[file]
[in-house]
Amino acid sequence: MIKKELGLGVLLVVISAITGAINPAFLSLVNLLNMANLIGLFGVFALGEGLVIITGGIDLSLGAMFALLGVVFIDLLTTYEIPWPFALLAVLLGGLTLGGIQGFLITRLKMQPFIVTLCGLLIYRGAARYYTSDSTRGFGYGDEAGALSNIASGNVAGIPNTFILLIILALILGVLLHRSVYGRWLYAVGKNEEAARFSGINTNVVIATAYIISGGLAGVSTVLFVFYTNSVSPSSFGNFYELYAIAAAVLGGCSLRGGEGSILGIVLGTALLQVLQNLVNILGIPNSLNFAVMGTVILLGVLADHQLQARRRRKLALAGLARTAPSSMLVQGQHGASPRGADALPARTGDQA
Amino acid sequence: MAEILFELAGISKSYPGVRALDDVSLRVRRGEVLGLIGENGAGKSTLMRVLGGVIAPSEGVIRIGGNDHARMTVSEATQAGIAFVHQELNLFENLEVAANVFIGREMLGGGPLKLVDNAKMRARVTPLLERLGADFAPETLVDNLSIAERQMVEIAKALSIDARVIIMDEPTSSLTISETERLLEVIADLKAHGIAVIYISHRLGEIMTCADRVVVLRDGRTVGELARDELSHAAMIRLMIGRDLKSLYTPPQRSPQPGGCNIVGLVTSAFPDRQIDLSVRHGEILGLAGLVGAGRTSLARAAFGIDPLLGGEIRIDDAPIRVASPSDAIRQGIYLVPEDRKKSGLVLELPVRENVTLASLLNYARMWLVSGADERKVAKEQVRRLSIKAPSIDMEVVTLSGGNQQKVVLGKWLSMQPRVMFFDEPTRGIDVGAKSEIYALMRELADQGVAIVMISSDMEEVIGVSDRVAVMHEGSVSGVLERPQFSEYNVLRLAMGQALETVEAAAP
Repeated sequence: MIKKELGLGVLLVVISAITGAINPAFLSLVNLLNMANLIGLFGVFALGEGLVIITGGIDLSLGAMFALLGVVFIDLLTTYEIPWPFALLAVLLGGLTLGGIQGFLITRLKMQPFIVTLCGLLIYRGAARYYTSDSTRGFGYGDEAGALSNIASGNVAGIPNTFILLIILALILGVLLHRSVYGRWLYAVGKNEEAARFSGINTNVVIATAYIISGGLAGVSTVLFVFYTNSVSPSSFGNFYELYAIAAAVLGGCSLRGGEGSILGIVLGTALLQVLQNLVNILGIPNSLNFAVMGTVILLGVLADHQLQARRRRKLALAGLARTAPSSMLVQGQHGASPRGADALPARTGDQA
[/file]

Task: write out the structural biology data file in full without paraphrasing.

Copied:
[in-house]
Amino acid sequence: MIKKELGLGVLLVVISAITGAINPAFLSLVNLLNMANLIGLFGVFALGEGLVIITGGIDLSLGAMFALLGVVFIDLLTTYEIPWPFALLAVLLGGLTLGGIQGFLITRLKMQPFIVTLCGLLIYRGAARYYTSDSTRGFGYGDEAGALSNIASGNVAGIPNTFILLIILALILGVLLHRSVYGRWLYAVGKNEEAARFSGINTNVVIATAYIISGGLAGVSTVLFVFYTNSVSPSSFGNFYELYAIAAAVLGGCSLRGGEGSILGIVLGTALLQVLQNLVNILGIPNSLNFAVMGTVILLGVLADHQLQARRRRKLALAGLARTAPSSMLVQGQHGASPRGADALPARTGDQA
Amino acid sequence: MAEILFELAGISKSYPGVRALDDVSLRVRRGEVLGLIGENGAGKSTLMRVLGGVIAPSEGVIRIGGNDHARMTVSEATQAGIAFVHQELNLFENLEVAANVFIGREMLGGGPLKLVDNAKMRARVTPLLERLGADFAPETLVDNLSIAERQMVEIAKALSIDARVIIMDEPTSSLTISETERLLEVIADLKAHGIAVIYISHRLGEIMTCADRVVVLRDGRTVGELARDELSHAAMIRLMIGRDLKSLYTPPQRSPQPGGCNIVGLVTSAFPDRQIDLSVRHGEILGLAGLVGAGRTSLARAAFGIDPLLGGEIRIDDAPIRVASPSDAIRQGIYLVPEDRKKSGLVLELPVRENVTLASLLNYARMWLVSGADERKVAKEQVRRLSIKAPSIDMEVVTLSGGNQQKVVLGKWLSMQPRVMFFDEPTRGIDVGAKSEIYALMRELADQGVAIVMISSDMEEVIGVSDRVAVMHEGSVSGVLERPQFSEYNVLRLAMGQALETVEAAAP
Repeated sequence: MIKKELGLGVLLVVISAITGAINPAFLSLVNLLNMANLIGLFGVFALGEGLVIITGGIDLSLGAMFALLGVVFIDLLTTYEIPWPFALLAVLLGGLTLGGIQGFLITRLKMQPFIVTLCGLLIYRGAARYYTSDSTRGFGYGDEAGALSNIASGNVAGIPNTFILLIILALILGVLLHRSVYGRWLYAVGKNEEAARFSGINTNVVIATAYIISGGLAGVSTVLFVFYTNSVSPSSFGNFYELYAIAAAVLGGCSLRGGEGSILGIVLGTALLQVLQNLVNILGIPNSLNFAVMGTVILLGVLADHQLQARRRRKLALAGLARTAPSSMLVQGQHGASPRGADALPARTGDQA